Jesus, Vico (50-51), Hegel (239), Marx (239) or Darwin (14-15), Nietzsche or Wellhausen, Foucault (31) or Freud or Bultmann, Ehrman or Crossan or Borg
Such is not to say that the Traditionalist Six automatically deserves more of a hearing than do the Progressive Six. But I do think that anyone, left-wing or right-wing, should have the honesty to name one’s own influences rather than pitting one’s own Bible-loving self against one’s traditions-of-men enemies. All of us who come to the Christian tradition know Adam and David; let’s have some honest conversation about how we’re using them and how they influence us.
Beyond the invisible-influence suspicion, I had some real troubles with the ways that McLaren talks about professionally trained authority figures. In one passage he would say that folks who hold seminary credentials likely have good intentions but, because of their need to support themselves and because they haven’t progressed along his (Maslow-flavored–this is another instance of invisible influence) color-coded scale of theological awareness. In another he would refer to clergy-types as prison guards (31) who are keeping folks from their spiritual freedom. And with regards to formal training itself, McLaren in this book, as in his other books, makes a point of boasting that he’s not had formal seminary training (though apparently he’s read thousands of theology books), but late in the game, giving advice to clergy who think their congregations might be interested in moving up a step on the Maslow-McLaren rainbow, writes thus:
Get a consultant. There is enormous power in having the guidance of a wise, gifted, and experienced person who remains outside your congregational or denominational system. Good consultants are expensive, I know, but so are good heart surgeons, and the two have a lot in common. (247)
First of all, as someone who loves Plato (the real Plato, not the one whom McLaren invents earlier in the book), I immediately recognized Plato’s community-leader-as-physician riff, and I chuckled (just for a second) that McLaren was now out-Platonizing Plato. For those who have not read much Plato, his argument for appointing the best and the brightest to administer a community rather than trusting such things to democracy involves comparing justice to medicine and noting that very few people want medical decisions made on the basis of popular opinion. I would have expected such an argument to extend to ordained and seminary-trained clergy rather than freelance consultants, given the rather structured and hierarchical world of heart surgeons, but I was still chuckling.
But then, once the immediate amusement wore off, I remembered the mercenary and self-serving motives assigned to folks who actually dedicate their lives to one place as pastors and priests, and I was quite angry that he reserved none of that fury for hirelings who jet around the country collecting “consultant fees.” For whatever reason, my angry self thought, McLaren prefers temporary fee-grabbers to those who practice the old monastic virtue of stability.
Then I realized that both Brian McLaren and Tony Jones pitch themselves as consultants, and after a bit of Google searching, I realized that Doug Pagitt and Len Sweet also advertise themselves as consultants. That’s when the anger turned to suspicion.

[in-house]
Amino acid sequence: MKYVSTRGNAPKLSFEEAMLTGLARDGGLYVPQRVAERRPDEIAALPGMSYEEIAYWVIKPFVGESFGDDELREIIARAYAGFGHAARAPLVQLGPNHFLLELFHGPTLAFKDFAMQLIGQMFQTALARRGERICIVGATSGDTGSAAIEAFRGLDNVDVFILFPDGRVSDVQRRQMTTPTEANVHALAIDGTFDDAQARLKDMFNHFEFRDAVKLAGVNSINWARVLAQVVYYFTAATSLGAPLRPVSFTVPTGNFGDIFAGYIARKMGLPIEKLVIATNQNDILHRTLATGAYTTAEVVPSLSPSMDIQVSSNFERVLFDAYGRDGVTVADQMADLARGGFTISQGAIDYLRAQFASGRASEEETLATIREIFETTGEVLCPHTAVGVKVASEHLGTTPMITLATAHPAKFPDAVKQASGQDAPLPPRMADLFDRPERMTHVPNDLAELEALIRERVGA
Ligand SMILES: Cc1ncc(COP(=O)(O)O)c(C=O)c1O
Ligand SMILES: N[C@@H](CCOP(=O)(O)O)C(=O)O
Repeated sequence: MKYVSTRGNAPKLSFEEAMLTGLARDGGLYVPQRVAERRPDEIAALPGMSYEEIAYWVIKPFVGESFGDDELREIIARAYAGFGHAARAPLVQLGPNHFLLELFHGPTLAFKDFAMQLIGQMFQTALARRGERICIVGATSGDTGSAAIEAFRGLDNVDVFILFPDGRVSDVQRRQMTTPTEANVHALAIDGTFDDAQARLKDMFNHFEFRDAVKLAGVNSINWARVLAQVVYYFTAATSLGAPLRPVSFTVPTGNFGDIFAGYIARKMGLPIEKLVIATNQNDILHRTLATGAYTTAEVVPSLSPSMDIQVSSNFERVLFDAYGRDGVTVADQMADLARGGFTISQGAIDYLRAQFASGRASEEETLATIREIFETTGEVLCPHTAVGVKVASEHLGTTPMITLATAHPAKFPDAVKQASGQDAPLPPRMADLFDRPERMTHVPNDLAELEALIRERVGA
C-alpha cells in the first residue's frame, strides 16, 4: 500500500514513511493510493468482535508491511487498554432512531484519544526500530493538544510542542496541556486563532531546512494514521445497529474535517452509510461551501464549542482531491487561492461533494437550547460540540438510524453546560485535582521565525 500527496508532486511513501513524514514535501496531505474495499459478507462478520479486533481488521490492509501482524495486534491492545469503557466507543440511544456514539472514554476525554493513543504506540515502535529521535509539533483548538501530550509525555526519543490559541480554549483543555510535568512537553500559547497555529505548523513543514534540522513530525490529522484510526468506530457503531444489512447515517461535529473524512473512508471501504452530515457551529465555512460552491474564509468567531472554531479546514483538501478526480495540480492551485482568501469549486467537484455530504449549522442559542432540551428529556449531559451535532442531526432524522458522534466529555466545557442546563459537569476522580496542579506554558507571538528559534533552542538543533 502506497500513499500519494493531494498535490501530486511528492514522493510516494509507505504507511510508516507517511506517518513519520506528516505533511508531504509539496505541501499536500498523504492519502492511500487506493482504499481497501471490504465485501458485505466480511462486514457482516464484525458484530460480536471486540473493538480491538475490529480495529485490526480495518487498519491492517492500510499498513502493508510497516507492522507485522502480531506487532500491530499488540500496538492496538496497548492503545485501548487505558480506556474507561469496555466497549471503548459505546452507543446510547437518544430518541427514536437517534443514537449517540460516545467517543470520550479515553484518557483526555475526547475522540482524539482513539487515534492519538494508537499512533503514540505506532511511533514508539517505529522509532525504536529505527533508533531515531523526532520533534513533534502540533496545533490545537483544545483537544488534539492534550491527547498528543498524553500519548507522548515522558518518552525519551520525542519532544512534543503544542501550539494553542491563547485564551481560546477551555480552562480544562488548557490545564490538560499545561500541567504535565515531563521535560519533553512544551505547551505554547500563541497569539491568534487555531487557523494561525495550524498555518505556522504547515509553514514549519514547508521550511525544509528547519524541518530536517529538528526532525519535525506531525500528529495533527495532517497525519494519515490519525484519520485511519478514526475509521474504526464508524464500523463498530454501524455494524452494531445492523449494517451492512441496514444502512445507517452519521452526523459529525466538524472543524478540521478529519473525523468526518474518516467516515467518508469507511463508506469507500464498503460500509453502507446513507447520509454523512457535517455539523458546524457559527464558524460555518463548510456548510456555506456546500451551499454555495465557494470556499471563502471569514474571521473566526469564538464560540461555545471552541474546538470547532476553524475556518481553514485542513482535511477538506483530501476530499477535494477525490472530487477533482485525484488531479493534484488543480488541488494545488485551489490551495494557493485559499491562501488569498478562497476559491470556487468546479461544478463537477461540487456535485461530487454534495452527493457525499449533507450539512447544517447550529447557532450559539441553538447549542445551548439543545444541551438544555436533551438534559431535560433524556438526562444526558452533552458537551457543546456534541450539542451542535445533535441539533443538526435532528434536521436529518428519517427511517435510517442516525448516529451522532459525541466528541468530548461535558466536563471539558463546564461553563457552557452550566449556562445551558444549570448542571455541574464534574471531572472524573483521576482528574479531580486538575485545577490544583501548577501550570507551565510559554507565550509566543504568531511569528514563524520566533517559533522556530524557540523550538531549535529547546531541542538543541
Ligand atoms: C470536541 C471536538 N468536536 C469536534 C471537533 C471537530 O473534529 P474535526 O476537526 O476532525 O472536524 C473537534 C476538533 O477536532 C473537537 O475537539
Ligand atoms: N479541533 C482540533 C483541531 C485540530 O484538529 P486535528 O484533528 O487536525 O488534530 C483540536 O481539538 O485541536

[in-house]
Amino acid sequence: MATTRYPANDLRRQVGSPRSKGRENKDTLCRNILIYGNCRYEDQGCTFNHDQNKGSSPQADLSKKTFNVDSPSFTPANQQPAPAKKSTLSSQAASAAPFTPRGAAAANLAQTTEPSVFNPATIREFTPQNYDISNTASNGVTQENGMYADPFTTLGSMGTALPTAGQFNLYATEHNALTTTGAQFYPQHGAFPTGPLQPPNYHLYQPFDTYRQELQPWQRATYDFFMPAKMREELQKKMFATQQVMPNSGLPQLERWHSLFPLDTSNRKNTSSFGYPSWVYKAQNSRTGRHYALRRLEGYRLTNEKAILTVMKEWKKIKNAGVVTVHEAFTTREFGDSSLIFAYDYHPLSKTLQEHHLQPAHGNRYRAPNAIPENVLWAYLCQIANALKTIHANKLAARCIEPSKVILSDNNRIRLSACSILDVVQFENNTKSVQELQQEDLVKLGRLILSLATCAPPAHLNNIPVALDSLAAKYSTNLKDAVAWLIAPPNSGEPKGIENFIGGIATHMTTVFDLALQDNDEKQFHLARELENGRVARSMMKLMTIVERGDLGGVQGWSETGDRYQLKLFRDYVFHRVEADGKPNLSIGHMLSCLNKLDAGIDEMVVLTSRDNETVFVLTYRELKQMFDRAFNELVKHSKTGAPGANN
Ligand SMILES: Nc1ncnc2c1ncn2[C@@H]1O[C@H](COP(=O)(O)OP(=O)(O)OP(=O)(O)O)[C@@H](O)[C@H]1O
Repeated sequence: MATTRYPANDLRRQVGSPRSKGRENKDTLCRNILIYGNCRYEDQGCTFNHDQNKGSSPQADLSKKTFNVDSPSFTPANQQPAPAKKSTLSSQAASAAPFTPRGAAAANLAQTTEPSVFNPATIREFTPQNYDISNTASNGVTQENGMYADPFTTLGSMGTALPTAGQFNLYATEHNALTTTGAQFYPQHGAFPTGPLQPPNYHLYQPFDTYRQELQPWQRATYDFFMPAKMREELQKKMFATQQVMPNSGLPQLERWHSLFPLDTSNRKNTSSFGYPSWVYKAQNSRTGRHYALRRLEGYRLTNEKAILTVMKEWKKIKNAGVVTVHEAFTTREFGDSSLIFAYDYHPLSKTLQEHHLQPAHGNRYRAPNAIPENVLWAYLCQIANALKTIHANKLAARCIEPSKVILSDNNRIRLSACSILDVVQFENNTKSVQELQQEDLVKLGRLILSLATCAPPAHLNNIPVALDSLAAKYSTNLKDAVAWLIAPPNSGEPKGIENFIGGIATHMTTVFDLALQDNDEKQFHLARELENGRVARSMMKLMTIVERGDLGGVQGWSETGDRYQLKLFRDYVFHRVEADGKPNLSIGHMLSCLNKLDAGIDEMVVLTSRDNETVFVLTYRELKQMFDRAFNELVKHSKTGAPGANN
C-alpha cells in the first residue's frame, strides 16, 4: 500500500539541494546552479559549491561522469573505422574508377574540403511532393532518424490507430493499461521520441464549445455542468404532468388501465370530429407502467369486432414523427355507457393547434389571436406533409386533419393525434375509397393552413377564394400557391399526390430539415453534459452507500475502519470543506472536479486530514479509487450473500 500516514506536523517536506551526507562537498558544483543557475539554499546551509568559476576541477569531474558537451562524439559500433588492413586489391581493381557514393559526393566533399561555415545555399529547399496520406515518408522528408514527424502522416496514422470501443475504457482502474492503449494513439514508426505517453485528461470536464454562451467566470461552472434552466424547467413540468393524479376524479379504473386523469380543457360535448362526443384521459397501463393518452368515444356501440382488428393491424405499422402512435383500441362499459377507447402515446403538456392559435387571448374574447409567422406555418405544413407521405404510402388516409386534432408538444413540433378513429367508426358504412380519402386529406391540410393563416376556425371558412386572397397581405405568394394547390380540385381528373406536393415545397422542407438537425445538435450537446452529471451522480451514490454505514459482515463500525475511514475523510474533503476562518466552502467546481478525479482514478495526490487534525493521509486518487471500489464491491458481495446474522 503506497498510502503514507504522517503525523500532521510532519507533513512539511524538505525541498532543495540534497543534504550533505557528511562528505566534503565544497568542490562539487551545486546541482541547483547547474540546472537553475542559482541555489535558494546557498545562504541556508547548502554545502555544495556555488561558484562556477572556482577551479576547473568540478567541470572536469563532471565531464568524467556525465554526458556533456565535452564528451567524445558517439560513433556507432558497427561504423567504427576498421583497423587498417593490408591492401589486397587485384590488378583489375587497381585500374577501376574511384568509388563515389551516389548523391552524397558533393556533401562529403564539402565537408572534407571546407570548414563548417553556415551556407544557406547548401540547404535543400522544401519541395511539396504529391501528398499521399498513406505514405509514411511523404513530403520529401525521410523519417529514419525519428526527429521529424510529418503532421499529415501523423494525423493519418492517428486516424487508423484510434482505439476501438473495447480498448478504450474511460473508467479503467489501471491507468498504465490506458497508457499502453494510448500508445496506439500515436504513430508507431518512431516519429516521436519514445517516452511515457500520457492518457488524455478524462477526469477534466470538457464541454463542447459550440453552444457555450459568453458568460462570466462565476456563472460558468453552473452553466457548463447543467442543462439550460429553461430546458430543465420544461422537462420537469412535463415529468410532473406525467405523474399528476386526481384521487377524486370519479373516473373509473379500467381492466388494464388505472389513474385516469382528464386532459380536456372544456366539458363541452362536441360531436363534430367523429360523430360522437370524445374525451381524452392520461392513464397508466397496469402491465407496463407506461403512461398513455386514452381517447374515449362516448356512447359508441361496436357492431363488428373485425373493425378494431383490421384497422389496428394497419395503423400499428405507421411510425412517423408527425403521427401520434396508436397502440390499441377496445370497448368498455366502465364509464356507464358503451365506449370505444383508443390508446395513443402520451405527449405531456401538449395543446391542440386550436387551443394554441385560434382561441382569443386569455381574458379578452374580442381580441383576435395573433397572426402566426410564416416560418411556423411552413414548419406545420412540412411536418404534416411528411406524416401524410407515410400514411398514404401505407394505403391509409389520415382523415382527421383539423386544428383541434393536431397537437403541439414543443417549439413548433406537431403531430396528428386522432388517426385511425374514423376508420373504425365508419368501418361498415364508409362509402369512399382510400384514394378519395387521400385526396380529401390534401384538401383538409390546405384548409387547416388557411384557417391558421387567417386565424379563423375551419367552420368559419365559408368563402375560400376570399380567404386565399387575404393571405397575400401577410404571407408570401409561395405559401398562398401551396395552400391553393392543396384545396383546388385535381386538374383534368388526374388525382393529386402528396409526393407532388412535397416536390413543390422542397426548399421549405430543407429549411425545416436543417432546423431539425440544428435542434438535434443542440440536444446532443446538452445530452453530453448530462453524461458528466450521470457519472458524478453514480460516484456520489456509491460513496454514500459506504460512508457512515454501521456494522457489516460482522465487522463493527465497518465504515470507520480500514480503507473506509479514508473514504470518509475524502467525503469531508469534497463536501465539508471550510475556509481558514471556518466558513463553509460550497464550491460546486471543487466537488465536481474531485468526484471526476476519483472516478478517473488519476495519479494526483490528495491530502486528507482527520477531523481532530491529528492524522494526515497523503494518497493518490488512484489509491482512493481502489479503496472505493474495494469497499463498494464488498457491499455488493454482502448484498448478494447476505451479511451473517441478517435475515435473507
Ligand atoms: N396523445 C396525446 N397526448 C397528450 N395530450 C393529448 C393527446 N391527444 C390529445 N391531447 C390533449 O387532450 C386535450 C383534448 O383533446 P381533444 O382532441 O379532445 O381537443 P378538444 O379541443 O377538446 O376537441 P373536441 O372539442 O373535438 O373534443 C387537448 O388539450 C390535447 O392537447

Please understand that I’m an equal-opportunity religious-consultant-hater; if Mark Driscoll or Jim Dobson or Ken Ham do the same, I don’t like that either. As an Aristotelian (the Aristotle whose Nicomachean Ethics I love, not the Ockham-Aristotle that McLaren invented), I believe that leadership happens best, especially for communities dedicated to reconstituting the body of the Cosmic King (that would be churches, folks), when those communities look within rather than shuffling through resumes, and I’m inclined to hold consultants far below the permanent-hire-from-out-of-town in terms of the goods they do for a community. And given that McLaren in other places fires pot shots at the folks who dedicate their lives to particular communities in particular places, I couldn’t help but continue in my suspicion.
I realize that not everybody is as suspicious of out-of-town “experts” as I am, and I’d be fine if McLaren were consistently sanguine. But as it stands, it looks like he decided to use this book, which pitches itself as a moment of honesty, as a platform to promote himself and his Emergent Village buddies while calling dedicated ordained folks prison guards, and that’s an inexcusable bit of duplicity.
Brian McLaren Gets the Nod
As I wrote at the beginning of this marathon review, a book’s excellence lies not in its being right but in its being interesting. Given that criterion, I’d still recommend this book for folks interested in reading some philosophical-progressive alternatives to modern evangelicalism. There are some moments of sloppy thinking and others of outright self-serving dishonesty, but on balance, I can accept those sorts of things in a book that spurs me to think for a while, and I think that this book did. If you run into folks like the ones in the book’s opening anecdote, folks who tell you that Brian McLaren is too dangerous a writer for Christians to read without throwing their souls into peril, do those folks the courtesy of saying what the old lady in McLaren’s story told him: “I don’t see what the fuss is about” (2).